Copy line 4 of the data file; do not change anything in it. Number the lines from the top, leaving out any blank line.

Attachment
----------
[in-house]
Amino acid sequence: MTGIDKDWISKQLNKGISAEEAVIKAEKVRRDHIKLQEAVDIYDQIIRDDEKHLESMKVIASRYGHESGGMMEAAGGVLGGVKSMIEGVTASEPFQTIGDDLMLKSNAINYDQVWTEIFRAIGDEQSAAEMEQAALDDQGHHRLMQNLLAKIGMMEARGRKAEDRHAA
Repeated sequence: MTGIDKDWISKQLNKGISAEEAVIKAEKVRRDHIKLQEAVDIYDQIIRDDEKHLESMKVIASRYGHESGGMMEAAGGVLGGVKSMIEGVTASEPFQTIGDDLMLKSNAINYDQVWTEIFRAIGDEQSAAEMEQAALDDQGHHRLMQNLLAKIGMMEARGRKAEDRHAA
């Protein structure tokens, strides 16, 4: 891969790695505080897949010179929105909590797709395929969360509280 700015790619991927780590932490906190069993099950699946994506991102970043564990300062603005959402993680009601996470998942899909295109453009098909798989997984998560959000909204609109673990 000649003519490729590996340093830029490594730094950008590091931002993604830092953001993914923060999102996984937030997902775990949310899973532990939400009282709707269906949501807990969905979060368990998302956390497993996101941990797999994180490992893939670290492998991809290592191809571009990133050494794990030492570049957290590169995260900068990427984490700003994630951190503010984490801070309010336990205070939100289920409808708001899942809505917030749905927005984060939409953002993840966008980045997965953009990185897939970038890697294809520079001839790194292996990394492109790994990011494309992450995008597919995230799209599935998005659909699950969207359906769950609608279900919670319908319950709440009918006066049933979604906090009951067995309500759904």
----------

């Protein structure tokens, strides 16, 4: 891969790695505080897949010179929105909590797709395929969360509280 700015790619991927780590932490906190069993099950699946994506991102970043564990300062603005959402993680009601996470998942899909295109453009098909798989997984998560959000909204609109673990 000649003519490729590996340093830029490594730094950008590091931002993604830092953001993914923060999102996984937030997902775990949310899973532990939400009282709707269906949501807990969905979060368990998302956390497993996101941990797999994180490992893939670290492998991809290592191809571009990133050494794990030492570049957290590169995260900068990427984490700003994630951190503010984490801070309010336990205070939100289920409808708001899942809505917030749905927005984060939409953002993840966008980045997965953009990185897939970038890697294809520079001839790194292996990394492109790994990011494309992450995008597919995230799209599935998005659909699950969207359906769950609608279900919670319908319950709440009918006066049933979604906090009951067995309500759904």